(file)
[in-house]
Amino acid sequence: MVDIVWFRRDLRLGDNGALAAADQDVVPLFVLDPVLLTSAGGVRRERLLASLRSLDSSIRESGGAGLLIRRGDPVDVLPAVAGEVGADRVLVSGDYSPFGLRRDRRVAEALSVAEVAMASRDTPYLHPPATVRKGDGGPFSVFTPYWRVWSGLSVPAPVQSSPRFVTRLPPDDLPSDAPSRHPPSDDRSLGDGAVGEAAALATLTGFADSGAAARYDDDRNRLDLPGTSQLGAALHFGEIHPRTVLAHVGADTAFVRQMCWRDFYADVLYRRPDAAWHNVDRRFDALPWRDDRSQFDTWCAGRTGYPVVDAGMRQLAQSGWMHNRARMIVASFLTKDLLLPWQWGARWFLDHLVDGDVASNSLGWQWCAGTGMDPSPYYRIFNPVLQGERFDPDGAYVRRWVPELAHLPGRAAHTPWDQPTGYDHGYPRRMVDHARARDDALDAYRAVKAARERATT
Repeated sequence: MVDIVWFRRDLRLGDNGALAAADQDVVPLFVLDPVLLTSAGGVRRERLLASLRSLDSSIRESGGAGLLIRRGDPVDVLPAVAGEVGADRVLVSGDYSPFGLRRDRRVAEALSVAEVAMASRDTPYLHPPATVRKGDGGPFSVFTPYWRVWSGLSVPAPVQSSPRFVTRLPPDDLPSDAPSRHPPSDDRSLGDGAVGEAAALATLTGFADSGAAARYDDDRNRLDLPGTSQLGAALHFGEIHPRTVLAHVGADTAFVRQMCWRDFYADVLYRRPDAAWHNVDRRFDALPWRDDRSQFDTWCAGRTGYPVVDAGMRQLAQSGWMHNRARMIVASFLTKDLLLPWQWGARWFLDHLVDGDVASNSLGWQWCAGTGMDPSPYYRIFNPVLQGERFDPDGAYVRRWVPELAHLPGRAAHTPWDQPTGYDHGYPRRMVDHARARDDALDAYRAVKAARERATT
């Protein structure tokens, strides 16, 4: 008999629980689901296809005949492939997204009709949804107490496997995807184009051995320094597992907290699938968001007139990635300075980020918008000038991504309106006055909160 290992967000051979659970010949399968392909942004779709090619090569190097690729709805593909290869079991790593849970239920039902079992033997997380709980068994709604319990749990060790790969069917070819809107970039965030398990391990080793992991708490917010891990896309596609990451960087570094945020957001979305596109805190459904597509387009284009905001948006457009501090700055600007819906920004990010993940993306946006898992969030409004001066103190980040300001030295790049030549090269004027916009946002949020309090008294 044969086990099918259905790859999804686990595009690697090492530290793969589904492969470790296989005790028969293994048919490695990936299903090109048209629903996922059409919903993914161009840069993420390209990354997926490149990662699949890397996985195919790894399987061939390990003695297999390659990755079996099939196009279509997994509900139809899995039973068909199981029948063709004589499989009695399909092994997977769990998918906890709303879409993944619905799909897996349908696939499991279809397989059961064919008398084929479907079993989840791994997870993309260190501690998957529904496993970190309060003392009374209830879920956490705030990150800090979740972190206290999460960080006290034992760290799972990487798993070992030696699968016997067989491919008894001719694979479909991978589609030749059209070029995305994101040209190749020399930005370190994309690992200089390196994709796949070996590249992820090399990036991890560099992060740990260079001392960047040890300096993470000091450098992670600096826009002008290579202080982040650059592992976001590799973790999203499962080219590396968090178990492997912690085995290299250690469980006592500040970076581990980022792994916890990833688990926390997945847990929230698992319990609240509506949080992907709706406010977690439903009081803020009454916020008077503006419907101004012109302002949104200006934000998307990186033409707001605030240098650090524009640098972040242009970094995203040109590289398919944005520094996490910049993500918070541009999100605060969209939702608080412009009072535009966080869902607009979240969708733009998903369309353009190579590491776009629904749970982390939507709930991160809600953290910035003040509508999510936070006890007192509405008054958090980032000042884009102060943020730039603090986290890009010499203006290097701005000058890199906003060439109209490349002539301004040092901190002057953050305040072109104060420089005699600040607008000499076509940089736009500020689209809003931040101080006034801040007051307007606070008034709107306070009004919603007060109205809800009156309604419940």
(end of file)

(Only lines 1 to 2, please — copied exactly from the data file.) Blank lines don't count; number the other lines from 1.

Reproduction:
[in-house]
Amino acid sequence: MVDIVWFRRDLRLGDNGALAAADQDVVPLFVLDPVLLTSAGGVRRERLLASLRSLDSSIRESGGAGLLIRRGDPVDVLPAVAGEVGADRVLVSGDYSPFGLRRDRRVAEALSVAEVAMASRDTPYLHPPATVRKGDGGPFSVFTPYWRVWSGLSVPAPVQSSPRFVTRLPPDDLPSDAPSRHPPSDDRSLGDGAVGEAAALATLTGFADSGAAARYDDDRNRLDLPGTSQLGAALHFGEIHPRTVLAHVGADTAFVRQMCWRDFYADVLYRRPDAAWHNVDRRFDALPWRDDRSQFDTWCAGRTGYPVVDAGMRQLAQSGWMHNRARMIVASFLTKDLLLPWQWGARWFLDHLVDGDVASNSLGWQWCAGTGMDPSPYYRIFNPVLQGERFDPDGAYVRRWVPELAHLPGRAAHTPWDQPTGYDHGYPRRMVDHARARDDALDAYRAVKAARERATT